"Send out Your light and Your truth, that they may lead me, and bring me to Your holy hill and to Your dwelling." Psalm 43:3

Wednesday, August 8, 2012

A Saint for Today

O God of the prophets, you opened the eyes of your servant Dominic to perceive a famine of hearing the word of the Lord, and moved him, and those he drew about him, to satisfy that hunger with sound preaching and fervent devotion: Make your Church, dear Lord, in this and every age, attentive to the hungers of the world, and quick to respond in love to those who are perishing; through Jesus Christ our Lord, who lives and reigns with you and the Holy Spirit, one God, for ever and ever.  Amen.
~Collect for Feast of Saint Dominic, Priest and Friar

Saint Dominic was born in Spain in the late twelfth century.  As the founder of the Dominican order of friars, he had a profound influence on the Church and world of the middle ages (the Dominicans, of course, continue as a religious order today).  But he is a timely example for our own day, as well.  The Dominicans, or Order of Friars Preachers, were organized in large part for the purpose of increasing the spiritual scholarship of the Church through study and devotion to the fundamentals of the faith, and then sharing the fruit of that study through preaching and teaching.  As a religious order, the friars adhered to a vowed rule of life, which was lived out within a dedicated community.

I believe that the Church today has a great responsibility to focus upon the same needs to which Dominic was called: the study and teaching of true doctrine, and the formation of Christian community.  The need for a focus upon learning and devotion to the essentials of our faith (both through catechesis and continuing formation) is ever present, but it seems especially critical now for the Episcopal Church.  I think it is difficult to argue with the opinion that in recent years there has been a consistent trend within much of the leadership of the Episcopal Church to downplay the place of Scripture and Christian tradition in favor of cultural relevance and experiential knowledge.  I don't wish to sound melodramatic, but I do believe the future of the Episcopal Church depends on a renewed devotion to the catholic, apostolic faith which we proclaim every week in our recitation of the Creed, but which I fear fewer and fewer Episcopalians are expected to understand or greatly value.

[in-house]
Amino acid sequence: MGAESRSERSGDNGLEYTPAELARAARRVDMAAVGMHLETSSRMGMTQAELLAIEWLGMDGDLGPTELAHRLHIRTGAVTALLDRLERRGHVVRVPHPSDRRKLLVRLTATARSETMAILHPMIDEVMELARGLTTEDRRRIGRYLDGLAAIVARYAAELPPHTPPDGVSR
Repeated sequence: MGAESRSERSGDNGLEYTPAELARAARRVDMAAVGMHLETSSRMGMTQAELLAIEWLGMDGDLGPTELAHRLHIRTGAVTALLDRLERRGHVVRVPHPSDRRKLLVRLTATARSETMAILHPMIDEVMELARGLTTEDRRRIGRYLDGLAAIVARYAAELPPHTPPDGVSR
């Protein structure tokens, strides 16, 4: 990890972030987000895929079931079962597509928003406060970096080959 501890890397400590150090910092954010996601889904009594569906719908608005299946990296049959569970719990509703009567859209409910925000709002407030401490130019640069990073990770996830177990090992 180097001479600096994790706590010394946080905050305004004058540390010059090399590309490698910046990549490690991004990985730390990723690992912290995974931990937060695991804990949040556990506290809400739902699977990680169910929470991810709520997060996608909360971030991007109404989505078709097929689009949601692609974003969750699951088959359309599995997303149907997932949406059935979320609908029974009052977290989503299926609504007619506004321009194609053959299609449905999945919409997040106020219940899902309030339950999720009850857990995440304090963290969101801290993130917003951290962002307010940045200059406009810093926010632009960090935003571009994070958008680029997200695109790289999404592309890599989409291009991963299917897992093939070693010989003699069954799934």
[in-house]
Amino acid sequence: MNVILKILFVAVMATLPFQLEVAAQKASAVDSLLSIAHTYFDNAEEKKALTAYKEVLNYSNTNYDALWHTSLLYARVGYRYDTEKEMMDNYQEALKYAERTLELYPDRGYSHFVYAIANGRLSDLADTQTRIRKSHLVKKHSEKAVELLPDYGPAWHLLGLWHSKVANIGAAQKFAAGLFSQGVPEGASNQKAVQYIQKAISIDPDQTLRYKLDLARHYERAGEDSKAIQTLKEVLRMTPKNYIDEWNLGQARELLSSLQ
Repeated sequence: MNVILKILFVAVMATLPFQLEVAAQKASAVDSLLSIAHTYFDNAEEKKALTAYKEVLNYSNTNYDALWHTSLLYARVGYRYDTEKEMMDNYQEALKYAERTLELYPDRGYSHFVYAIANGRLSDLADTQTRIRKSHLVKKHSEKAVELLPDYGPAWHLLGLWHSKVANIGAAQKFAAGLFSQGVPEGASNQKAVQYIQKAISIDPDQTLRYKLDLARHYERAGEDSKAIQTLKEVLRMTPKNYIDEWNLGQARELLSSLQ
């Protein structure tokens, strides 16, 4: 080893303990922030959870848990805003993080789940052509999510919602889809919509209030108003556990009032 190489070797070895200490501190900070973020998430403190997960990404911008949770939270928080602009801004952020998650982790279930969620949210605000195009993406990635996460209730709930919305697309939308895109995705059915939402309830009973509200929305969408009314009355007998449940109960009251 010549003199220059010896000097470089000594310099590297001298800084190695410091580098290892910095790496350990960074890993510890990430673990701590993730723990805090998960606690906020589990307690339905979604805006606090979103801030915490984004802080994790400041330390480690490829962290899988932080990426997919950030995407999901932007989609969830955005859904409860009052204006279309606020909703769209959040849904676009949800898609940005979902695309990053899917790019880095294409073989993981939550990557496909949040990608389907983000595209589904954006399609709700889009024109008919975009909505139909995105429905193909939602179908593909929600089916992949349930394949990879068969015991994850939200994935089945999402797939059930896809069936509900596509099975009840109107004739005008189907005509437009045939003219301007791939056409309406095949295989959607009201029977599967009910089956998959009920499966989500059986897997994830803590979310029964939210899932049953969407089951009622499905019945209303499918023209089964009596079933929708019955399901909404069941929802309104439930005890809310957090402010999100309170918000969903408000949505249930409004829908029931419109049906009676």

As for the need for Christian community, I believe this is one of the great challenges of our day.  Relationship is the reality for which humanity is intended.  Relationship lies at the very heart of God, the Ultimate Reality, as beautifully and mysteriously revealed in the doctrine of the Trinity.  It is into that relationship, and into relationship with every created thing, that God calls us.  In our world today, we pride ourselves on being more connected than ever before.  Through the marvels of technology, we can follow events on the other side of the globe in real time, and instantly chat with friends thousands of miles away.  And yet, how many of us know our neighbors next door?  I believe that the Church is being called to remind us of what we seem to be quickly losing in this most modern era.  The Church, which maintains that the greatest event of all time is not to be expected with the next Apple technology, but rather happened two thousand years ago in the coming of One who calls us into unity with God, is well suited to call us now back to the reality for which we were made: the love of God and the love of neighbor.  It is a call to meaningful, loving relationship in community, made to a world that is nothing if not busy.

Finally, it should be noted that Dominic did not simply seclude himself in an ivory tower, content to studiously delve the depths of doctrine.  He preached what he studied, and practiced what he preached.  Dominicans vow themselves not only to a life of study and preaching, but of poverty as well.  In the language of the prophet Amos, today's collect speaks of Dominic perceiving "a famine of hearing the word of the Lord," which references his call to preaching by alluding to another famous episode from his life.  While the young Dominic was a student at university in Castile, a severe famine struck the region.  In response, Dominic sold all he had, including his beloved books, for the relief of the suffering.  He is reputed to have said, "I will not study on dead skins when living skins are dying of hunger."

May God grant us grace and wisdom to partake of the riches of saints such as Dominic in our own day.


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